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By Chris Oddo | @TheFanChild | Wednesday January 25, 2023

Tommy Paul

Tommy Paul edged fellow American Ben Shelton in four sets to reach his maiden Grand Slam semi-final.

Photo Source: Getty

The last American standing at the 2023 Australian Open is: Tommy Paul.

The 25-year-old American battled past 20-year-old Ben Shelton in the first all-American men’s singles Grand Slam quarter-final since 2007 on Wednesday night in Melbourne, 7-6(6) 6-3 5-7 6-4.

Tennis Express

Paul, competing in his 15th major, handled everything the hard-serving southpaw threw at him and survived a late push as Shelton rallied from a break down to take the third set to win in three hours and six minutes.

He is the first American to reach the semifinals at the Australian Open since Andy Roddick in 2009.

Paul will face either nine-time champion Novak Djokovic or Andrey Rublev in the semifinals on Friday in Melbourne.

“Making it to the second weekend of a Slam that's everyone's dream when they start playing tennis,” Paul told the crowd after his victory. “I can't believe I'm here right now.”

A tremendous fortnight saw eight American men reach the third round and three progress to the quarterfinals, marking the first time that had happened in Melbourne since 2000 in the heyday of Sampras and Agassi at the Australian Open.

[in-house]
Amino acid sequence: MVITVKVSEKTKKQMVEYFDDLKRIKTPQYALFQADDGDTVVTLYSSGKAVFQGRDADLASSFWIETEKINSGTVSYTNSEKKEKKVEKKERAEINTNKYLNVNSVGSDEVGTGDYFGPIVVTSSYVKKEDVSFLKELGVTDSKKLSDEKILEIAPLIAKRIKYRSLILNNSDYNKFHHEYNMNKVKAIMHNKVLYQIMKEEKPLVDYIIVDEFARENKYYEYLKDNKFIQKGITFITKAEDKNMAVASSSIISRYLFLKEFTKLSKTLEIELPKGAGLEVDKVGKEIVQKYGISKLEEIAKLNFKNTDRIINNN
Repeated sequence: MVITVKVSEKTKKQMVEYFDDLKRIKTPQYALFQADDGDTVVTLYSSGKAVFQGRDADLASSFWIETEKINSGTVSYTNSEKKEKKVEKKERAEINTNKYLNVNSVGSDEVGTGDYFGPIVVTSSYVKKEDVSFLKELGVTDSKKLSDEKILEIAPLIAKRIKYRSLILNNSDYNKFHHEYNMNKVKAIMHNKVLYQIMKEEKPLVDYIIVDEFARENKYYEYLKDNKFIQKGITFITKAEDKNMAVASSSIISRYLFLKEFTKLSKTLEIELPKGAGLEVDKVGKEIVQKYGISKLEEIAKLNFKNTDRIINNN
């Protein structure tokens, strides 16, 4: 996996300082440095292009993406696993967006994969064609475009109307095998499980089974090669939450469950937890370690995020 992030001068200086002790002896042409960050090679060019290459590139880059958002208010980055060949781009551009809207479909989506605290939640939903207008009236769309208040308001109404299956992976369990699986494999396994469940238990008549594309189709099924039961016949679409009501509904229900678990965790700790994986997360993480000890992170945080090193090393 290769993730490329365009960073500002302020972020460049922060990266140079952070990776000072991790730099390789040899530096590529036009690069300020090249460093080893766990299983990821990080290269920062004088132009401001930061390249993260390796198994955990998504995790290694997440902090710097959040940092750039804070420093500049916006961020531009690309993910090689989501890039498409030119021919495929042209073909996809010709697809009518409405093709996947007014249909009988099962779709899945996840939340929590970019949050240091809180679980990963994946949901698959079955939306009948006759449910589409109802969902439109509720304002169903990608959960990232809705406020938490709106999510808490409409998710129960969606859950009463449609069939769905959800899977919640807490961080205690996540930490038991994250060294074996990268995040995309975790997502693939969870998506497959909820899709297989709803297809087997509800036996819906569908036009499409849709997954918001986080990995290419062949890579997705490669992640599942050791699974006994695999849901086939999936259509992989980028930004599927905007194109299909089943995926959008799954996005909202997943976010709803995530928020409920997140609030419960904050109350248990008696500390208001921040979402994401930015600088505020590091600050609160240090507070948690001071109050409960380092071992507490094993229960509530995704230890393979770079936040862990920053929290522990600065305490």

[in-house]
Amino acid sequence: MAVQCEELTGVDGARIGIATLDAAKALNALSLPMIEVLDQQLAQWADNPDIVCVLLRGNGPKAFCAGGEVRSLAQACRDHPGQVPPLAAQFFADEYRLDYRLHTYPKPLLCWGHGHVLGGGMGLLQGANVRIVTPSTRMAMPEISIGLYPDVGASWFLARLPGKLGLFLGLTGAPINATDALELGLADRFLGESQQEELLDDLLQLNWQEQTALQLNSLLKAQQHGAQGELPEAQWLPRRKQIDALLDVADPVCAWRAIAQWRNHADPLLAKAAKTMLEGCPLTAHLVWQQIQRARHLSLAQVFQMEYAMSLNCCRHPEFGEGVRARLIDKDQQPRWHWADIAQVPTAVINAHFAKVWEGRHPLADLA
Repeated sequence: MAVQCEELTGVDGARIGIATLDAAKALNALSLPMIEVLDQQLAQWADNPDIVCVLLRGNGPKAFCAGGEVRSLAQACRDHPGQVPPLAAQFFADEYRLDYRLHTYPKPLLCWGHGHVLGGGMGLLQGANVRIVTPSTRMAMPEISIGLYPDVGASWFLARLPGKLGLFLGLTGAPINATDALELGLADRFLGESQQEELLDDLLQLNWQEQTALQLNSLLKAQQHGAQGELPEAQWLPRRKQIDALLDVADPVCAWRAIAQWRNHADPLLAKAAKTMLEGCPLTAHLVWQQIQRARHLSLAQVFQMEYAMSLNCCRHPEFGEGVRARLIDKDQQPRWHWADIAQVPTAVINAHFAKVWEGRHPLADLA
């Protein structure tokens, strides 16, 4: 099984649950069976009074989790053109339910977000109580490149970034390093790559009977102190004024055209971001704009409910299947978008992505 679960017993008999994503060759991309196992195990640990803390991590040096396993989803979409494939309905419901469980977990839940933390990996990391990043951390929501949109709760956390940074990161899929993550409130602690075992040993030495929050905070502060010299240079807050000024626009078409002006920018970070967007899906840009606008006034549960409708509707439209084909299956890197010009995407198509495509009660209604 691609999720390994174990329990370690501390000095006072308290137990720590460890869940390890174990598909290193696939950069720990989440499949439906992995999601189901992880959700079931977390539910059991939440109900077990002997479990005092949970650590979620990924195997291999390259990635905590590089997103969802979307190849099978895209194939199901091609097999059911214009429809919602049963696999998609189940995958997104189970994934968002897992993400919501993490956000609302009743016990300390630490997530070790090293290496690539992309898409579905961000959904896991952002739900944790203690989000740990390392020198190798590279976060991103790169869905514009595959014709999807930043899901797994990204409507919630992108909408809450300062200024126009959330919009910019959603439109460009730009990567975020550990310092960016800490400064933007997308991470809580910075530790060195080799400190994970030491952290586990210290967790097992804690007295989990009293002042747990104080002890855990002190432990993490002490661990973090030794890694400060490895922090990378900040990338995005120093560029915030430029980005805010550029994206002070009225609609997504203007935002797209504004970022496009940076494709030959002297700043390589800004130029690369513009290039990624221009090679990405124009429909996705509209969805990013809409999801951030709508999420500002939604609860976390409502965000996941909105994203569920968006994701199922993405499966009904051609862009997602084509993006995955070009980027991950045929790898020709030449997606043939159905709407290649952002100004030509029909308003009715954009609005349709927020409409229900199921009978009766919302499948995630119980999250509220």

Shelton, the 2022 NCAA men's singles champion, was making his second appearance at a major, and had never been outside of the United states – for tennis or otherwise – prior to this month, has emerged as another exciting talent in a deep crop of American men that will feature ten players inside the Top-50 in Monday’s post-Australian Open rankings.

“I mean, it's not just exciting for the American fans,” Paul said. “I think it's exciting for fans all around the world. And for us too, I mean, I'm really excited for Ben I'm excited for all the players that are coming up. [Frances Tiafoe] made semi-finals at the US Open and now I made semi-finals here. So we definitely have a good crop coming up and I'm really excited.”

Shelton hit 24 aces and 42 winners, but Paul was the more consistent player from start to finish. He delivered 43 winners against 26 unforced errors (against 50 for Shelton) and earned 15 break points, converting three.

To reach the last four is a tremendous accomplishment for Paul, an athletically gifted talent that lacked discipline during his formative years. As he has developed, and improved his conditioning, he has simplified his tactics and become more of a punishing powerhouse without squelching his creativity.

Paul was particularly strong on serve on Shelton, winning 86 percent of his first serve points and 68 percent of his second serve points to keep control of the contest.

“Yesterday I was doing a couple of interviews and they were asking how it felt to be in the quarter-finals. I was like semi-final sounds a little better,” he said. “Pumped, pumped to be there, and obviously, really excited for whoever I play on Friday.”


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